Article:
I reach up as if to poke him in the third eye. He catches my finger without looking my way and pulls me forward. He stops with our mouths just a breath apart and finally focuses on me.
"Your towel does not belong on the floor."
We both know it is, but it's not worth arguing over yet, so he pulls me in the rest of the way. It's a short kiss, but long enough to make me rethink my idea to get dressed. I've just started picking at his clothes when he speaks, and his words freeze me in my tracks.
"We're going to Germany."
Crawford says nothing else, content to gaze at me and wait for my reaction. It takes me a long minute to figure out how to react and a longer one to remember how to breathe.
"I hear a royal we in there somewhere."
"The first school is in Germany."
"School," I spit, releasing him entirely. "What school?"
"Moscow branched into five outside facilities, one more lab and four schools. The research we are looking for is hidden within the schools," Crawford explains. "The idea was taken from Rosenkreuz, but I feel the reality will be far different. There are four of them: two that we will have to leave to the Council, and two that are for us to find. Weinrote High School is in Germany. That is where we will find Project F."
"Why Germany?" I demand.
"Hoffmann's hatred of the country was well known in the upper circles. Estet would have considered it a safe place to build up."
I want to keeping arguing with that, but Crawford will just read it as fear. I refuse to be afraid of anything. If I could get it together enough to help kill Hoffmann, there's really nothing else to be afraid of anymore. That doesn't stop my stomach from shredding itself into pieces just thinking about Rosenkreuz and Germany. I barely remember anything about the school, but my memories of Germany are still mostly intact. I remember my parents' madness and Hoffmann's visits and endless nights of insanity on the streets.
Crawford expects me to just face that and not care. It seems ridiculous to me at first before I remember that he simply can't fathom being slowed down by memories. He's a prescient, after all. The only thing he can afford to linger on is the future. He told me that already. No matter what's been done to him, he was trained to ignore it all in favor of future possibilities.
"Ugh," I say, annoyed and sick at once. "I can't be outdone, not by the likes of you."
"I'm glad to hear that," is his dry response.
I say nothing immediately but shift, sitting myself to his left and slouching low against the headboard. "So. Project F."
"They are nowhere near the Council's level, but they are still strong. They have powers we are not used to facing and they have research we need to retrieve. This means two things: we will take our time in deciding the best approach, and we are going to employ extra bodies."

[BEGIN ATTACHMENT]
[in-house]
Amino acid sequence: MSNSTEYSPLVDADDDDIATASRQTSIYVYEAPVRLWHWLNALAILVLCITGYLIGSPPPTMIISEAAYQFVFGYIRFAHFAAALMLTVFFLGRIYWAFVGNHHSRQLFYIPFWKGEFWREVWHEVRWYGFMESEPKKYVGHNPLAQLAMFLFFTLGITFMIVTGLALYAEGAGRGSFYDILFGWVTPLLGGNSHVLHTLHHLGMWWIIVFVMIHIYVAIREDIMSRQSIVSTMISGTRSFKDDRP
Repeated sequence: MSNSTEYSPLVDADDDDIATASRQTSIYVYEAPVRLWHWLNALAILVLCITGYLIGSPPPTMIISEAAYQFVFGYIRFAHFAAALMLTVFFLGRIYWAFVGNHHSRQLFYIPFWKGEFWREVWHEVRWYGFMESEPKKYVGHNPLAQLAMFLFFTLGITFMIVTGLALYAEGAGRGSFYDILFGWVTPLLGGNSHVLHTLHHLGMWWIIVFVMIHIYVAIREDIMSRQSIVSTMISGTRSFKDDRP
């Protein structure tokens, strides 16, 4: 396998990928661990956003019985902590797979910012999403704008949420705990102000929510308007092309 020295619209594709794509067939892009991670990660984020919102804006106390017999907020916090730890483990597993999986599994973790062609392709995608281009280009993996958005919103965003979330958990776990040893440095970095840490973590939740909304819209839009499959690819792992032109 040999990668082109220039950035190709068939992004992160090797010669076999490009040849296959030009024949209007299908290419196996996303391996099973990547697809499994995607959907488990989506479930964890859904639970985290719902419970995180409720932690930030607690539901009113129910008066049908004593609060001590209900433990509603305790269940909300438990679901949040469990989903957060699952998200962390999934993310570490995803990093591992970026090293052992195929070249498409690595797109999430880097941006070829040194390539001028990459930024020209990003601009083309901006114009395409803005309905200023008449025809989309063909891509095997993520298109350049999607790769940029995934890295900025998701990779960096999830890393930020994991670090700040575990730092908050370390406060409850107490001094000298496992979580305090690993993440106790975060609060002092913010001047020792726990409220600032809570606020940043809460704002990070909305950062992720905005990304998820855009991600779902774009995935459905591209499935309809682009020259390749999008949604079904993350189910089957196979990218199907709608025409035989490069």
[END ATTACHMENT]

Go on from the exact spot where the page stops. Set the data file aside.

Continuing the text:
"Farfarello?" I hazard a guess, remembering how Crawford said we'd see him again.
"Farfarello," Crawford agrees. "And Kritiker."
I grimace at him for that last bit. "Why am I not surprised?"
"Our defection from Rosenkreuz has lost us access to resources that they still have. While it is not extensive as what we are used to, it will still be enough. I will handle Kritiker's side of things. You will head to Iceland to retrieve Farfarello. It should not take long; he will notice you as soon as you land."
"Iceland," I echo. "What's he doing there?"
He flicks his fingers in dismissal, indicating that he doesn't know and doesn't care. He and Farfarello didn't exactly part on friendly terms. I tried quieting Farfarello's resentment and fury, but there's no telling how much that really helped. Now Farfarello's had a year to refine his gift, and neither Crawford nor I want a trained empath on our hands. I know Farfarello won't use that power to hurt us, but I still hate how it feels in my head. Crawford, on the other hand, does not like being an open book for Farfarello's appraisal.
"When am I leaving?" I want to know.
"We will not bring him in until we are ready to move," Crawford answers. "The details would bore him into leaving again."
"I notice that me being bored has never gotten me out of the work. I claim favoritism."
I offer him a taunting smirk that he, predictably, ignores. Instead he looks towards the clock, reading the time there and judging the time zone difference. "We will contact Kritiker in the morning."
"I can't wait," I drawl. Crawford just quirks an eyebrow at me and I lean in to nip at his lower lip.
"Your towel does not belong on the floor," he says again.
"One day I want you to understand that normal people are not anywhere near as picky and straight-edged as you are," I tell him.
"Duly noted. Towel."
That tone tells me I'm not getting anything until I go put my towel where it belongs. I mime shooting him before collecting it off the floor. I grumble the entire way back from the bathroom, but Crawford reaches out to pull me in and I'm more than happy to give up griping for kissing.
Crawford contacts Kritiker headquarters in the morning. Tsukiyono isn't there and no one is interested in giving us his direct number, but Crawford is fine with leaving a message. It's barely more than an order to call us back "regarding Tomoe's condition". We're not sure how much the Weiss brat has shared with his superiors, but that alone will be enough to get a response from him.